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The promise of an inheritance: is it enforceable?

Editors PickThe promise of an inheritance: is it enforceable?

By Arabella Adams, Barrister at 5 Stone Buildings

It is well known that, in this jurisdiction, individuals enjoy a great deal of testamentary freedom. A testator may choose to benefit his family with his will, or he may equally choose to leave everything to his dentist, or to a charity. Moreover, the usual position of a will is that it is a document which has no effect until the testator’s death. Once a testator has made a will, it does not usually bind him; he generally still remains free to deal with his property as he wishes during his lifetime. He might go on to revoke the will that he has executed; a threat that is often left ringing in the ears of younger generations!

What if, however, a testator has promised to leave something to a person in his will? Perhaps a grandson swears that his grandmother assured him that he would inherit her house, or her car, or a particular sum of money. Can the grandson’s assertion, in its own right, lead him to a legal remedy? This article provides a very broad-brush look at this interesting and occasionally tricky area of the law.

Is it possible to contract to leave property by will?

A contract to leave property by will is, in certain circumstances, legally enforceable. So too is a promise not to revoke an existing will. At first blush, this is in total conflict with our notions of testamentary freedom and the nature of a will. Yet, where a valid agreement to leave property by will has been made, the rights of the promisee do not arise under the will, but contractually. The will remains intrinsically revocable, but the testator binds himself personally, such that after his death, his personal representatives must give effect to the agreement at the expense of any alternative beneficiaries under the will or upon intestacy. In this way, the rights of the promisee exist independently of the will.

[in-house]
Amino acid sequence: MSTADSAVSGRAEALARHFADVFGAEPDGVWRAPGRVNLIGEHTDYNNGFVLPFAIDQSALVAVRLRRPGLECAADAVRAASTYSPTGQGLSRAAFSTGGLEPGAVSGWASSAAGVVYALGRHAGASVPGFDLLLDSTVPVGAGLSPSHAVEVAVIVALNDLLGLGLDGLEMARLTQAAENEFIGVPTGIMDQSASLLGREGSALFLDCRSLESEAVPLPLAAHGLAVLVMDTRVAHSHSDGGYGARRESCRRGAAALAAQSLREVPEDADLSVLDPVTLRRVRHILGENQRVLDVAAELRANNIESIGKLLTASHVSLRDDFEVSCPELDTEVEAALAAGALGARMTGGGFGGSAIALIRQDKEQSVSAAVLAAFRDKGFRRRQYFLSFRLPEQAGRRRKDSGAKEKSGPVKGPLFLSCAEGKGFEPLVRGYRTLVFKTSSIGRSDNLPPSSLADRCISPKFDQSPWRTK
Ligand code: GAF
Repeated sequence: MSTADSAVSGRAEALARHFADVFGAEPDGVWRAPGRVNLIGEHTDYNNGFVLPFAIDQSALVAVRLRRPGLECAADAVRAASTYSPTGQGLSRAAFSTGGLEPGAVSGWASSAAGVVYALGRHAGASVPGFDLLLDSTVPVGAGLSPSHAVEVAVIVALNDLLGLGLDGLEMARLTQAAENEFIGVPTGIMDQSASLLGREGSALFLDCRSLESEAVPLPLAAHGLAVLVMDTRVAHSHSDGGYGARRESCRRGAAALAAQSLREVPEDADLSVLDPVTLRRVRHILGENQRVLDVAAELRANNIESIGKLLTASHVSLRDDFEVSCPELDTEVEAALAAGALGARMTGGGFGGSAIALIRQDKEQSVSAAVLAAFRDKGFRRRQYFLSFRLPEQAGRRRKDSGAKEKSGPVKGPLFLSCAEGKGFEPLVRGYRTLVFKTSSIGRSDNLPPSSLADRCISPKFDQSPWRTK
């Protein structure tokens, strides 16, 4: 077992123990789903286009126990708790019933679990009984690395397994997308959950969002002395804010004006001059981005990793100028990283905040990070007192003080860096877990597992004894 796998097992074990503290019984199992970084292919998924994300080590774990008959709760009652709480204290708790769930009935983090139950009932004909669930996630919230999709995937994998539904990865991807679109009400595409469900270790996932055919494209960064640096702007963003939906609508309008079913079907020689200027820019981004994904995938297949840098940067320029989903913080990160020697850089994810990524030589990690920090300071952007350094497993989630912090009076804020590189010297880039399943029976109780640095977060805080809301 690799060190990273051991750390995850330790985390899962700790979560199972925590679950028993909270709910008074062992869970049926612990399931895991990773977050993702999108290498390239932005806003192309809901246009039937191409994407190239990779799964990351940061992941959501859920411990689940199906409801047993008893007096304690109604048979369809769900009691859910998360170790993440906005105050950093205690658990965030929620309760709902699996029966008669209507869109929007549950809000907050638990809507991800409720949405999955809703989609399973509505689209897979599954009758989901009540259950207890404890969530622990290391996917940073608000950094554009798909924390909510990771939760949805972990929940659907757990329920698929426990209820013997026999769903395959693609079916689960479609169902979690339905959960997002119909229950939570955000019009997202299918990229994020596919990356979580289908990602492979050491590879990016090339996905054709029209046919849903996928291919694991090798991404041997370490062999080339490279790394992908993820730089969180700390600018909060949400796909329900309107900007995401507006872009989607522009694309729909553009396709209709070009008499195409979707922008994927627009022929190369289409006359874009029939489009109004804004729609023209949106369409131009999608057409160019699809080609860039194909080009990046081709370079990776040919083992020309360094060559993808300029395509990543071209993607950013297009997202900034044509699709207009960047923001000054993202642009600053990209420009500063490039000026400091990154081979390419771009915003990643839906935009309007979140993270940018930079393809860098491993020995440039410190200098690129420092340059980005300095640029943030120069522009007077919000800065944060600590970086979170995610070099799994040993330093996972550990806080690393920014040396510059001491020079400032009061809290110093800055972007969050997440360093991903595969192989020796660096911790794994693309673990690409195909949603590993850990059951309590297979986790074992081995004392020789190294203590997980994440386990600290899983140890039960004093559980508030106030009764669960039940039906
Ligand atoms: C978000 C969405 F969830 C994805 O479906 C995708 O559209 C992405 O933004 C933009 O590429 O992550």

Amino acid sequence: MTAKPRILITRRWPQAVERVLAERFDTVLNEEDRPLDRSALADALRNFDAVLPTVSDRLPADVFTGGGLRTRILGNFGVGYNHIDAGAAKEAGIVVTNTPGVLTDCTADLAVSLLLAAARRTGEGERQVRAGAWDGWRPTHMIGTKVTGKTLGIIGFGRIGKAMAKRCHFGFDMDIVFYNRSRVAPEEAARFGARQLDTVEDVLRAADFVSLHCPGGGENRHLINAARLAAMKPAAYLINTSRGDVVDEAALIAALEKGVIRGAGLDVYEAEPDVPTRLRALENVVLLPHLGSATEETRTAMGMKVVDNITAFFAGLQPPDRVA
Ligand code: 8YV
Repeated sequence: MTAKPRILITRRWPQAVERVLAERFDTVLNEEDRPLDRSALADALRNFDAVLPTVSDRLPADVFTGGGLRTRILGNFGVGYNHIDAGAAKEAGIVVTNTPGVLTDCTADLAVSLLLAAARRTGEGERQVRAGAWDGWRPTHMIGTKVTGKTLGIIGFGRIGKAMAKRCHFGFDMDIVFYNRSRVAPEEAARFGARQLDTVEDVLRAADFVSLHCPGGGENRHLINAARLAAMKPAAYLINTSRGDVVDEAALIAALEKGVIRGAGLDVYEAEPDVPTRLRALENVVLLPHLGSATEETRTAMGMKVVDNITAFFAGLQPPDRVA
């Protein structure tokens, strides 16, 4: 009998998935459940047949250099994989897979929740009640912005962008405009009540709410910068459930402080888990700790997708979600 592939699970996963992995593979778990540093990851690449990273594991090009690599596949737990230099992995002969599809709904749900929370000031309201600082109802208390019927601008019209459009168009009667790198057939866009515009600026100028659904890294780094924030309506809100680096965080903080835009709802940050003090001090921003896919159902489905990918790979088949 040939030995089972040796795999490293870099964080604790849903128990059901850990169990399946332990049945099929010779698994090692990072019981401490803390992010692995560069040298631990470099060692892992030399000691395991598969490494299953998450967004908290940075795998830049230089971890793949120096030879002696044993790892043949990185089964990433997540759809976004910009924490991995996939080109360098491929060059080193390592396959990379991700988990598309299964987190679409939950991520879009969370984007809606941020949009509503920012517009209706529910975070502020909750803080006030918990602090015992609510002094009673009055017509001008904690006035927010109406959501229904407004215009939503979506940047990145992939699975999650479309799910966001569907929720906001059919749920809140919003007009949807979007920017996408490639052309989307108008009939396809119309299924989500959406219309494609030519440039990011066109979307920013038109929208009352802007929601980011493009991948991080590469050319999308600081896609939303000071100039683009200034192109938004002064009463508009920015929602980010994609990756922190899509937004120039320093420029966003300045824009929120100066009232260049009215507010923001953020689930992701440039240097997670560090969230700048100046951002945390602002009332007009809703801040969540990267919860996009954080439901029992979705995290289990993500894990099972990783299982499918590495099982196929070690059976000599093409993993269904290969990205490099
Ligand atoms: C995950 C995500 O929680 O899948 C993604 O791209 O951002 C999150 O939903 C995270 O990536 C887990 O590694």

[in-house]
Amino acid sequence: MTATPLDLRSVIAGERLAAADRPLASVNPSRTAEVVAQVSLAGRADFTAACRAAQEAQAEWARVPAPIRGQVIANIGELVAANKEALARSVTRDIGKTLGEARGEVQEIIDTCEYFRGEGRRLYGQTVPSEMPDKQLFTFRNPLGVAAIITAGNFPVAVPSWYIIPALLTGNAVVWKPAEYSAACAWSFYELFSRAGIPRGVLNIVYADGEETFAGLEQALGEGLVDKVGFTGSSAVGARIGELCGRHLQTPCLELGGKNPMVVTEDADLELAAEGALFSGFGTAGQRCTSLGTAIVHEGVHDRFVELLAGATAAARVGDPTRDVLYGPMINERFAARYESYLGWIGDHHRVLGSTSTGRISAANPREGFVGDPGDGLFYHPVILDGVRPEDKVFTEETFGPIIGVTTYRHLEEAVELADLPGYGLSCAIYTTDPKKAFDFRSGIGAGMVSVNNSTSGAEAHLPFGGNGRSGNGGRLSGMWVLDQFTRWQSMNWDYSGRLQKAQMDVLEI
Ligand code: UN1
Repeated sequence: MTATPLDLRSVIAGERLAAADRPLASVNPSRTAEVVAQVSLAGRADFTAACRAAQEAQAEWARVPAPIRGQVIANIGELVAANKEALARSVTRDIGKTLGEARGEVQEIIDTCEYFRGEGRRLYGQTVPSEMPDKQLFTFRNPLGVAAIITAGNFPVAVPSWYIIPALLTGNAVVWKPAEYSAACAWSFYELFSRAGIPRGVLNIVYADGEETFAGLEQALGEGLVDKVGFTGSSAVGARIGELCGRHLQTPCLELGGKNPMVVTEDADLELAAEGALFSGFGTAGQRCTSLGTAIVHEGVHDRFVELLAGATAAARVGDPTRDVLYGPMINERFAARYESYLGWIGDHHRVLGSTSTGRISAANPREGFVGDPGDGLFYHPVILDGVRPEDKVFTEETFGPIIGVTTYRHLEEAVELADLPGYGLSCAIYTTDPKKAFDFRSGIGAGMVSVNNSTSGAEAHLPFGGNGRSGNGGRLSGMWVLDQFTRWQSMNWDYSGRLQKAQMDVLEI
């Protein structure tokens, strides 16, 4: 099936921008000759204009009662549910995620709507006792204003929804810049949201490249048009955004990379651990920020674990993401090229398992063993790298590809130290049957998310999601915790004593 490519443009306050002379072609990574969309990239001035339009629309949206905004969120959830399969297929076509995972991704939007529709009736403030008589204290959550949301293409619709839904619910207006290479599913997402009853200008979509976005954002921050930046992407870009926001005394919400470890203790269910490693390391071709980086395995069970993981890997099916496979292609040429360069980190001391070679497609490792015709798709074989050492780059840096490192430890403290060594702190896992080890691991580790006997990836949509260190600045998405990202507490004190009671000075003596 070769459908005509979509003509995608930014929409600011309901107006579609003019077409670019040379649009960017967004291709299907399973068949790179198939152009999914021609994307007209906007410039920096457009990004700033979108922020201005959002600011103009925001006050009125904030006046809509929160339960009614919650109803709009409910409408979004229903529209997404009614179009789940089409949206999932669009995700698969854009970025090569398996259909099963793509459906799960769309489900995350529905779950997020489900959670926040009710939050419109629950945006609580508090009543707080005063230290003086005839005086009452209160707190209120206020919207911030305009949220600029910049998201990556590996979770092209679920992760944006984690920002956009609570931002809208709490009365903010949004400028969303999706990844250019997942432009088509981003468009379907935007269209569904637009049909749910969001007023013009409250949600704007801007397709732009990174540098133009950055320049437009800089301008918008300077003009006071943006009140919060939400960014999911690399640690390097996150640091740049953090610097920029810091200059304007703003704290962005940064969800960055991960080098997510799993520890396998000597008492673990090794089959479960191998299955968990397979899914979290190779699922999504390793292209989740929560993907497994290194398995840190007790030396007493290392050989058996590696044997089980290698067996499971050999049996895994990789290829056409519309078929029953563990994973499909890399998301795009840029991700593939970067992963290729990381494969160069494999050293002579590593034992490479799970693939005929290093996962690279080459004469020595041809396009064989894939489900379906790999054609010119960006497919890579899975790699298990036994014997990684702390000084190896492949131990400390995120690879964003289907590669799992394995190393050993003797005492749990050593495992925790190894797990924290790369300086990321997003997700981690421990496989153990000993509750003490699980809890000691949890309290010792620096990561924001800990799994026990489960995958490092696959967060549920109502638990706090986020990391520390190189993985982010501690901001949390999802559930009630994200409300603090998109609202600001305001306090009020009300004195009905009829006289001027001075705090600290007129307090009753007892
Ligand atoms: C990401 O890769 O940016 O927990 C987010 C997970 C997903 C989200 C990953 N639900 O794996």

As one might expect, therefore, contract law principles apply. Four specific principles are of particular importance.

First, there must be an intention to create legal relations: a positive undertaking, rather than an informal family arrangement. Crucially, the fact that a testator has made a statement as to his testamentary intentions is not necessarily sufficient. There must be more than a mere representation that the speaker intends to do something in the future. The question of whether the speaker’s words have created a binding legal obligation upon him will largely depend on the language used by the parties and the surrounding circumstances, including the degree of formality.

Second – in a requirement that could sweep aside many potential claims – the promise must either be supported by valuable consideration, or be made by deed.

Third, the terms of the contract must not be uncertain. There might be a promise to leave specific property, such as the promisor’s house, or a pecuniary legacy, or, alternatively, a specified share or the whole of the promisor’s residuary estate. In case law, a testator’s promise to make ‘ample provision’ has been deemed too vague to be enforceable.

Fourth, a promise relating to land (assuming it was made on or after 27 September 1989) will be void if it is not in writing, signed by each of the parties.

What duties are imposed on a promisor during his lifetime?

Once a valid contract has been made, it is clear that the personal representatives of the promisor are under a duty to give effect to the agreement after the promisor’s death. At this stage, one might wonder to what extent the promisor is left free to deal with his own assets in his lifetime. The answer is that it depends on the precise nature of the promise that was made. All of the following examples presume that the promise amounted to a valid contract.

If Grandmother promised Grandson that she would leave him specific property in her will – for example, a particular diamond necklace – then she will repudiate the contract if she disposes of the diamond necklace during her lifetime.